NASCAR Vehicles run at about 1000 horsepower during a race and as such more oil is needed to lubricate the moving parts.

The race cars use Mobil 1 which is designed to take the stress and strain of the powerful engine.

In the Daytona 500, NASCAR vehicles run 200 laps which stresses the oil. The oil must be changed regularly for the engine to function optimally. The oil is usually changed during the stops or even when it leaks. More than half of the cars that participate in the race use Mobil 1.

4 Transmission

via youtube.com

You are likely to think that NASCAR vehicles have several gears because of the speeds at which the cars are driven, but interestingly, the transmission in NASCAR vehicles is a four-speed manual.

NASCAR drivers do not have to use a clutch when they change gear. They don't change gear as much because mostly they drive at high speed and most of the time on a single gear.

Unlike road cars which have speed gauges, NASCAR drivers are trained to gauge their speed based on the sound and feel of the car.

Drivers have to understand their vehicles in a way that most every day drivers never do. Where we have nobs and meters, NASCAR drivers have intuition.

3 The Cars Use Specially Modified Fuel

via businessnewsdaily.com

The basic engine of NASCAR vehicles is a 5.8 liter V8. The engine is much bigger than that of the the average road car because of the power it generates. The fuel used to power the engine is purer and is specifically made for NASCAR vehicles by the refinery.

The specially modified fuel used is NASCAR vehicles is called 98 octane. The 98 octane is the same used in all NASCAR vehicles despite the fact that the fuel comes from different sponsoring companies of individual NASCAR teams.

NASCAR vehicles have a capacity to hold 22 gallons of gas and the gas can itself weighs 94 pounds when at full capacity. NASCAR teams don't get to measure how many gallons of fuel goes into the car.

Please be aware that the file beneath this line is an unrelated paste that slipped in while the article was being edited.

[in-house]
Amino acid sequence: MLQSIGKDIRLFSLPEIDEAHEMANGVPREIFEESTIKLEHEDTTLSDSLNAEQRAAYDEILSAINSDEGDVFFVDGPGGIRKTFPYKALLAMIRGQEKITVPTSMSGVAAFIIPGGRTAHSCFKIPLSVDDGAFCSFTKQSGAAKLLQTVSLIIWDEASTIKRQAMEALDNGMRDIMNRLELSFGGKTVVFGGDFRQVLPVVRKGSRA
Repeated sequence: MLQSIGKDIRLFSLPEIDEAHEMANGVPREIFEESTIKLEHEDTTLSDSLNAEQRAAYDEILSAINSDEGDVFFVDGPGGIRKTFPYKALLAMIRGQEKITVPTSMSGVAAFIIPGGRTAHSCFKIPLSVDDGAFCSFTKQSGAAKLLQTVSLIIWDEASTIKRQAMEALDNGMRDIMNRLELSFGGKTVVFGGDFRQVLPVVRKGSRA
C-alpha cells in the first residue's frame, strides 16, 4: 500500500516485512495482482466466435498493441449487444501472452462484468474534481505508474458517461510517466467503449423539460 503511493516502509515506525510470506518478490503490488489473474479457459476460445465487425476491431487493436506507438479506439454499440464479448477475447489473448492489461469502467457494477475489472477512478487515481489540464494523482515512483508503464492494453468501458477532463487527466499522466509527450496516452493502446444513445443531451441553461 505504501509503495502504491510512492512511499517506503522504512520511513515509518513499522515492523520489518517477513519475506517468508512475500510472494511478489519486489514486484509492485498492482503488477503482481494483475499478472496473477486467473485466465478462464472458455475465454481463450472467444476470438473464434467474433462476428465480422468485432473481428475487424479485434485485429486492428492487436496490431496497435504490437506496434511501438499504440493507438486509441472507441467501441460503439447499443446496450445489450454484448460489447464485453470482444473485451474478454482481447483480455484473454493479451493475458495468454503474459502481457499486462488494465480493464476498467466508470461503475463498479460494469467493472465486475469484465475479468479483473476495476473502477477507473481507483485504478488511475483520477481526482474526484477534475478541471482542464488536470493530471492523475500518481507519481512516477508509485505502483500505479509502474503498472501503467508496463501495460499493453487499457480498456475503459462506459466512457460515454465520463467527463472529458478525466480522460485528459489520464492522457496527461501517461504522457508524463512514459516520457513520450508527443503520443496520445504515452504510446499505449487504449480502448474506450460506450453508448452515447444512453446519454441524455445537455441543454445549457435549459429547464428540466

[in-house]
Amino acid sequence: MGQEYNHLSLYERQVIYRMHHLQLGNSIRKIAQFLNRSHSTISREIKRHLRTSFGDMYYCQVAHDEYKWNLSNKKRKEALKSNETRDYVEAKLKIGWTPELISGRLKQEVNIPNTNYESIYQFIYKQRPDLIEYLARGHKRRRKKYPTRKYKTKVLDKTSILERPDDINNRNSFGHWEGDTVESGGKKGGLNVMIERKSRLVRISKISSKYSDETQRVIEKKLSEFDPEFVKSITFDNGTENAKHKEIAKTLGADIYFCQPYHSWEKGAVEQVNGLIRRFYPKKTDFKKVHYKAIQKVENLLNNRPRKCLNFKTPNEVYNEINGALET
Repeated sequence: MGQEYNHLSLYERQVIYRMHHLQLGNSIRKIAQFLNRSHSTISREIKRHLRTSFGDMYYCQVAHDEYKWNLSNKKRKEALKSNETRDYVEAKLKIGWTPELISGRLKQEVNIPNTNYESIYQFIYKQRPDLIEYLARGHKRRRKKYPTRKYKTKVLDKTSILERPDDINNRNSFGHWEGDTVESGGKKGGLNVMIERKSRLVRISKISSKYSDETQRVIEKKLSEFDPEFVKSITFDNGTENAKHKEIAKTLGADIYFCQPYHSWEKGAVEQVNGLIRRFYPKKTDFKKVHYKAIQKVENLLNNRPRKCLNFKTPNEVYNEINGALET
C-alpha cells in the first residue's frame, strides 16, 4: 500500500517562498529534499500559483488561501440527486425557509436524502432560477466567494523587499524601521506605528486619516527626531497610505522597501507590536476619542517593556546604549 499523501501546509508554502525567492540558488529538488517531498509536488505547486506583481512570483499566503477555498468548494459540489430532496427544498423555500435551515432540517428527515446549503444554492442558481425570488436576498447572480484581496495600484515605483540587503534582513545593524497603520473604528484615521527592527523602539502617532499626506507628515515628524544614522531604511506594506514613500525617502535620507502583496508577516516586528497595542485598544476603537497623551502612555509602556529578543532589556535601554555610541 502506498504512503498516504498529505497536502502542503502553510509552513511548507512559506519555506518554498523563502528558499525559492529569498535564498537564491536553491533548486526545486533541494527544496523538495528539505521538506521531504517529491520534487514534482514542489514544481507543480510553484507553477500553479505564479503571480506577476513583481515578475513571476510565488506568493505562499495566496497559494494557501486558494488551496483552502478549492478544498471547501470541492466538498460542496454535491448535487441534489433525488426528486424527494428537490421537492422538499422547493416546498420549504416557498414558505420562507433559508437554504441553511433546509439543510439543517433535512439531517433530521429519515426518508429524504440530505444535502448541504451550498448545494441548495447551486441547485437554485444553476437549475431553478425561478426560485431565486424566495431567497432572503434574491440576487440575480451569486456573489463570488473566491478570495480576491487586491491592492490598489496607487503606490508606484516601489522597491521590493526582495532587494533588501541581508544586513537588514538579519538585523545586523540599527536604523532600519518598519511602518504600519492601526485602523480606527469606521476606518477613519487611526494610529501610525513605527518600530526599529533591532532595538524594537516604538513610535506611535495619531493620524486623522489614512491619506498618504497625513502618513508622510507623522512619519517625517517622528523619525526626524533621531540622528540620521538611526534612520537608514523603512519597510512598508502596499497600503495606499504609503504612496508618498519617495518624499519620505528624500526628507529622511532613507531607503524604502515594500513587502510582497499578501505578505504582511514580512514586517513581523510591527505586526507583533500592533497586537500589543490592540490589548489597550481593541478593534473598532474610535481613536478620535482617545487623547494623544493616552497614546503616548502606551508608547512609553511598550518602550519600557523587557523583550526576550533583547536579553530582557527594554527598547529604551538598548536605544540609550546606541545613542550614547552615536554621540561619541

2 NASCAR Don't Last Very Long

via enginelabs.com

The engine of a normal road car may last for years. If you service your car well, you can generally expect up to three decades before the engine loses the horsepower it was initially designed to produce.

NASCAR engines only last one race. After 200 laps in the Daytona 500, the engine is basically worn out and can no longer provide the full power needed to make the incredible speeds.

The engines are usually serviced and rebuilt between different NASCAR races. In case of serious mechanical damage during an individual race, the engine can also be changed. T

he same version of the engine is still used for the entire season. NASCAR teams usually change the engine versions every year when the season ends. The changes are made to improve the working of the engine to enhance efficiency.

1 No Time For Bathroom Breaks

via nascarracemom.com

Did you know NASCAR drivers don't use the bathroom during races? Have you ever wondered why you don't see drivers rushing out of their car during the stops even though races can last for hours? A normal human being would need to pee during those hours of intense physical training. NASCAR drivers also pee, just not in the toilet.

Though most manage to hold it in, some drivers do let loose on themselves during races. As Ralph Dale Earnhardt Jr. put it, "when ya gotta go ya go."

They just do it as they drive since they don't go for a rest stop during the race. You will see NASCAR drivers pouring water on themselves when they get out of their cars, perhaps to cool themselves but mostly because they hide the fact that they peed their pants during the race.

Sources: cnn.com; wikipedia.org

More in Car Entertainment